My Dearest Smarty Pants

My Dearest Smarty Pants

I have been asked one solitary question a lot over the course of my child’s rearing. This question is not so easily answered, it’s complicated. A part of me wants to tell the world that every child has the capacity to learn and absorb the same way as my child, but I have to wonder if I truly believe that myself. Still, this question constantly rings in my ears, like a tribal drum pounding out its cries, beseeching answers in the distance. How does your kid do it? The answer is always the same, “I don’t know.”

I answer this way, not because I don’t know, but because very few people truly want to hear the complexity of the answer that I would like give them. My child is gifted, and should this be my answer, it will only lead to judgement and criticism. Do I really care though? Of course I do. Every parent is sensitive to the classifications people place on their children. I know I shouldn’t care, but easier said than done. The not so simple answers to this question come with a price.

What is the price you ask? Well, alienation for starters. How does one keep one’s self from not appearing as a narcissistic parent? You know the type, “my kid” this and “my kid” that. Cue eye roll. I remember sitting next to a mom at the park and wondering if the woman ever had a horrible mom moment. How can someone’s child be so damn perfect? Impossible. How do I explain my child’s intelligence without sounding catty, or not explaining it well enough and becoming too benign?

Here goes everything…
When my child was young enough to learn how to read, I taught her. I instructed her well enough, that eventually, at a young age, she read better than me. Learning math came as easy as sitting down and snatching the candy out of my hand. My daughter picked up math without fail and without question. She can look at numbers and they just make sense. How would you feel if you were an engineer and your child questioned your mathematical inclinations? Perhaps, you are a writer and your child, who is a third of your age wrote as well as you? What would you assume? Would you assume that your child had gifts, or that they were just smart? I believe every child is gifted in some way, and/or something, but finding those gifts and honing their skill set is rarely honored.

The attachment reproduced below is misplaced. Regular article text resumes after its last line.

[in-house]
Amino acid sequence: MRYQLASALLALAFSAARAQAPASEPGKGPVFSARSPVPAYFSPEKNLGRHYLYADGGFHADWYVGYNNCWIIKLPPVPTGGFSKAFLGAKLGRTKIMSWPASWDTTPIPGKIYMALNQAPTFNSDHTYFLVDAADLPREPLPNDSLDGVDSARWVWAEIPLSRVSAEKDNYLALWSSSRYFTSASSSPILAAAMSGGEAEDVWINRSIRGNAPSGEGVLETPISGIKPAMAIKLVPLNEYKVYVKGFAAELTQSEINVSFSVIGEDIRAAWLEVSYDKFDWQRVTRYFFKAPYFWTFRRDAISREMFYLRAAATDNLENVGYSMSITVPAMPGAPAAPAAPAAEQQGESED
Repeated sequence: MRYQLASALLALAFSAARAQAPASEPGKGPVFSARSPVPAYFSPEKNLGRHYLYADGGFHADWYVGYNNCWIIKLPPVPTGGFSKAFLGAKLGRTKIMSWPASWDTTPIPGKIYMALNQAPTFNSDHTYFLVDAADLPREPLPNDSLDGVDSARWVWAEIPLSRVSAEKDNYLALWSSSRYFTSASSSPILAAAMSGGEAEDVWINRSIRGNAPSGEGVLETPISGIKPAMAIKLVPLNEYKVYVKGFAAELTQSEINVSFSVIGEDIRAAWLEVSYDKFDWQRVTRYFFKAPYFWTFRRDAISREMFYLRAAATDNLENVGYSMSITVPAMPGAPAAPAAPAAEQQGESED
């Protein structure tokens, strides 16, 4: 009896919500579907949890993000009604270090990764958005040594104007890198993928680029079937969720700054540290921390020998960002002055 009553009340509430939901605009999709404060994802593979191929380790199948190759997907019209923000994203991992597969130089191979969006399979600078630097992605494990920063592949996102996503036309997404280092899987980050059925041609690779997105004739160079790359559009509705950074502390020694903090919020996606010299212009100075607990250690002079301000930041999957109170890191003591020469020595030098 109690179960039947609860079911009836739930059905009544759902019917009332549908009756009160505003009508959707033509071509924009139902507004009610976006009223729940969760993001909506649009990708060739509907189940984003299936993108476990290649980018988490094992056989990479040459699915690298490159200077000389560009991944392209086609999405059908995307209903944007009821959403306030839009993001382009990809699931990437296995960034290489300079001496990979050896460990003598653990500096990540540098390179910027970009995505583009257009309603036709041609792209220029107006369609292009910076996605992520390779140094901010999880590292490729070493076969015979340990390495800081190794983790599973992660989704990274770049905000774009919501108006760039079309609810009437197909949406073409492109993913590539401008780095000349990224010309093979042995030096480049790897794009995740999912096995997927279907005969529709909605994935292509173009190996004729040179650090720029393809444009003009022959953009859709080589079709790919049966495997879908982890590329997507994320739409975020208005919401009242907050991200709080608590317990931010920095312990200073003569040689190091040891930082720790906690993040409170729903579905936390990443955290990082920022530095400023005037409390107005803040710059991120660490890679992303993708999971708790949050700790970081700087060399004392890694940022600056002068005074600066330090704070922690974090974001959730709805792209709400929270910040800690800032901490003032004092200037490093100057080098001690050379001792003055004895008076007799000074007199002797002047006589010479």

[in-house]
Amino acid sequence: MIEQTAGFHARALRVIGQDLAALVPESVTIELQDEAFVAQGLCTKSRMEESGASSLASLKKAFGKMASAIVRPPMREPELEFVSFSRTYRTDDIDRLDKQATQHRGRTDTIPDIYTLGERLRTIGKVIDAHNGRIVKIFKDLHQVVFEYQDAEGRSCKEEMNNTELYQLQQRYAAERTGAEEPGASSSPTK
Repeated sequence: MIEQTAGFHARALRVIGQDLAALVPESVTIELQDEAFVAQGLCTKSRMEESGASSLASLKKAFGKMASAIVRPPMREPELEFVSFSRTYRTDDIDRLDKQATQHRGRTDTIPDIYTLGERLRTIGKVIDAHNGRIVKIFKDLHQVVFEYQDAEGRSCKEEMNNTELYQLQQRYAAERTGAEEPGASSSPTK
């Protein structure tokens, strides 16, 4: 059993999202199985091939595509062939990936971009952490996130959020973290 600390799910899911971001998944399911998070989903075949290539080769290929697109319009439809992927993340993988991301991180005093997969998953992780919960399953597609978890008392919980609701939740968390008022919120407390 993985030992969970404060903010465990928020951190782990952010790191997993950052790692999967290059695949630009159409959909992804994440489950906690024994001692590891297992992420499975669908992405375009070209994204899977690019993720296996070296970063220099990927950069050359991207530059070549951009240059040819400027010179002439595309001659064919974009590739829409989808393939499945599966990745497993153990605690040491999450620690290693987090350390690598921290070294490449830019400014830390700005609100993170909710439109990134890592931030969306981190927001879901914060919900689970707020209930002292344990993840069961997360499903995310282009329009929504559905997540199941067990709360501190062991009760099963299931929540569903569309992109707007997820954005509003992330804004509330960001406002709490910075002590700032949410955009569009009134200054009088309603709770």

My child has had to retest on her state proficiency tests for four consecutive years due to the district believing her to be a cheater. Can you imagine how that made her feel? We are supposed to praise kids for paying attention in class, not diminish their IQ, by imparting that they “dumb it down”. You would think after the third year, the powers that be would get clued into the fact that their tests are just too easy for her. She just gets it. Other kids struggle, this doesn’t make those kids less than because, they have other gifts. Maybe they can draw well, while my child draws stick figures.

Here is where it gets tricky. How do you, as a parent, try to enhance the idea that another parent has a gifted child in some other way. The perception is subjective at best, unless that parent is willing to find what their child is great at. I always feel like I have to compensate for another child not being able to bring to the table academically what mine brings. However, I shouldn’t have to right? My child is clumsy and awkward, yours can ballet and twirl better than any in her class, yours can intercept that football better than any other kid on his team, and mine is socially inept while yours is going to be prom queen/king.

Bottom line folks is that I have a smarty pants, that’s it, simple as it is, she is just intelligent and academically inclined. Parents be understanding that your child has abilities too. Please don’t judge my child for what she is good at because, I will never judge yours. I think what we can learn from this, is that, just like the ways our children are great, they have faults too. No one person is perfect, but we should be lifting all of our children to their highest potential Support them to be the best at whatever they are passionate about, and lastly, support one and other. Life is difficult enough without tearing each other’s children down to make ourselves feel better.

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